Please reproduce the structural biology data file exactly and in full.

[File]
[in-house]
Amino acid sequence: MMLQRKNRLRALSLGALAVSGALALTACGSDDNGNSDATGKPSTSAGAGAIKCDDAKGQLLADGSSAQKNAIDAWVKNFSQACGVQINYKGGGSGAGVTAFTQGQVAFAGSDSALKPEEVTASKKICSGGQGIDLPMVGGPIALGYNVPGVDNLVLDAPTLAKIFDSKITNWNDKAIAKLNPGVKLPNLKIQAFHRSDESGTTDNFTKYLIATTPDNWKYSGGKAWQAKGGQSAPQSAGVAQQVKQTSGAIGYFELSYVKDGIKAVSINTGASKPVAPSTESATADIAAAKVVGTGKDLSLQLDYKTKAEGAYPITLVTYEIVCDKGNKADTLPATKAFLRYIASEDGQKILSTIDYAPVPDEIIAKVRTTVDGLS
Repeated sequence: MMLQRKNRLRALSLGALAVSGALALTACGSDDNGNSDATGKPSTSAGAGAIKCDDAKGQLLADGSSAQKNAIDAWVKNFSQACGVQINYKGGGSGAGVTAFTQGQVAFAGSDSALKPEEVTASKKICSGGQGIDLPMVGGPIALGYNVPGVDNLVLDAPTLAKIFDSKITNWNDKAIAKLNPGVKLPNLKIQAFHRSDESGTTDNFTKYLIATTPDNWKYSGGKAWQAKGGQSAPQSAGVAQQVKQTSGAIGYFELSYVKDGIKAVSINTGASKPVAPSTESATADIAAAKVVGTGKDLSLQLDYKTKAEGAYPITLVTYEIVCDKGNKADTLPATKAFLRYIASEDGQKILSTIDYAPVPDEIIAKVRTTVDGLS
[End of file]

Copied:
[in-house]
Amino acid sequence: MMLQRKNRLRALSLGALAVSGALALTACGSDDNGNSDATGKPSTSAGAGAIKCDDAKGQLLADGSSAQKNAIDAWVKNFSQACGVQINYKGGGSGAGVTAFTQGQVAFAGSDSALKPEEVTASKKICSGGQGIDLPMVGGPIALGYNVPGVDNLVLDAPTLAKIFDSKITNWNDKAIAKLNPGVKLPNLKIQAFHRSDESGTTDNFTKYLIATTPDNWKYSGGKAWQAKGGQSAPQSAGVAQQVKQTSGAIGYFELSYVKDGIKAVSINTGASKPVAPSTESATADIAAAKVVGTGKDLSLQLDYKTKAEGAYPITLVTYEIVCDKGNKADTLPATKAFLRYIASEDGQKILSTIDYAPVPDEIIAKVRTTVDGLS
Repeated sequence: MMLQRKNRLRALSLGALAVSGALALTACGSDDNGNSDATGKPSTSAGAGAIKCDDAKGQLLADGSSAQKNAIDAWVKNFSQACGVQINYKGGGSGAGVTAFTQGQVAFAGSDSALKPEEVTASKKICSGGQGIDLPMVGGPIALGYNVPGVDNLVLDAPTLAKIFDSKITNWNDKAIAKLNPGVKLPNLKIQAFHRSDESGTTDNFTKYLIATTPDNWKYSGGKAWQAKGGQSAPQSAGVAQQVKQTSGAIGYFELSYVKDGIKAVSINTGASKPVAPSTESATADIAAAKVVGTGKDLSLQLDYKTKAEGAYPITLVTYEIVCDKGNKADTLPATKAFLRYIASEDGQKILSTIDYAPVPDEIIAKVRTTVDGLS